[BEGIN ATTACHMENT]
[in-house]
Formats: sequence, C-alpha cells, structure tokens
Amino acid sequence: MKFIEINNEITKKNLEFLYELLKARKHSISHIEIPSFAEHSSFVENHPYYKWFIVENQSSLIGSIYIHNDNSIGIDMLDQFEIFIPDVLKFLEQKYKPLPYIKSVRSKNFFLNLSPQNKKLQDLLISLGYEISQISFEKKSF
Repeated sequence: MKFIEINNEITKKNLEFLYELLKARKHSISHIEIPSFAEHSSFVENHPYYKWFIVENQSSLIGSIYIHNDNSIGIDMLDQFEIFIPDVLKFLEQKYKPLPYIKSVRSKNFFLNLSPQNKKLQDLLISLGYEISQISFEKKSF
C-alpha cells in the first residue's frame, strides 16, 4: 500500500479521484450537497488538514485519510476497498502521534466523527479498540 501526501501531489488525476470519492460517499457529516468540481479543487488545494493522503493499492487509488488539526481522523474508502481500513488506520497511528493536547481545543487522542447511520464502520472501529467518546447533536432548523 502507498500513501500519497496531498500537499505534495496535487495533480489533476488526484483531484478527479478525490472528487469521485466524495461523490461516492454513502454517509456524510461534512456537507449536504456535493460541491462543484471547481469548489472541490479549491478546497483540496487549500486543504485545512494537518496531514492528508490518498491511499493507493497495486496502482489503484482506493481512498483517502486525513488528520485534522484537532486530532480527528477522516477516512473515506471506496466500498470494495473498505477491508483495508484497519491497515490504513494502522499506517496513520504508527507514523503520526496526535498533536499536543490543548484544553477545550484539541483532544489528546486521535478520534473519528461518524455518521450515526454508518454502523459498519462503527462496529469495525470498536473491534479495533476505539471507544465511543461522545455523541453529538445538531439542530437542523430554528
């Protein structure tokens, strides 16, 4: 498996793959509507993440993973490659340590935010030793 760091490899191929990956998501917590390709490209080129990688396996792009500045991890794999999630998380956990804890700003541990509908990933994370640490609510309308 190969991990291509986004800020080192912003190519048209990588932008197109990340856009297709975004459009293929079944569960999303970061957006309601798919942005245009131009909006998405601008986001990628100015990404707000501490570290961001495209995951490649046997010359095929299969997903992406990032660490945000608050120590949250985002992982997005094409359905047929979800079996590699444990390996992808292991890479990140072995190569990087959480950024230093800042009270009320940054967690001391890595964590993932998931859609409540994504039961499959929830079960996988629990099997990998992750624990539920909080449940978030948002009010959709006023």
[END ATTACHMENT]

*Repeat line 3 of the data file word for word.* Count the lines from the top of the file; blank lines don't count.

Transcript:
Amino acid sequence: MKFIEINNEITKKNLEFLYELLKARKHSISHIEIPSFAEHSSFVENHPYYKWFIVENQSSLIGSIYIHNDNSIGIDMLDQFEIFIPDVLKFLEQKYKPLPYIKSVRSKNFFLNLSPQNKKLQDLLISLGYEISQISFEKKSF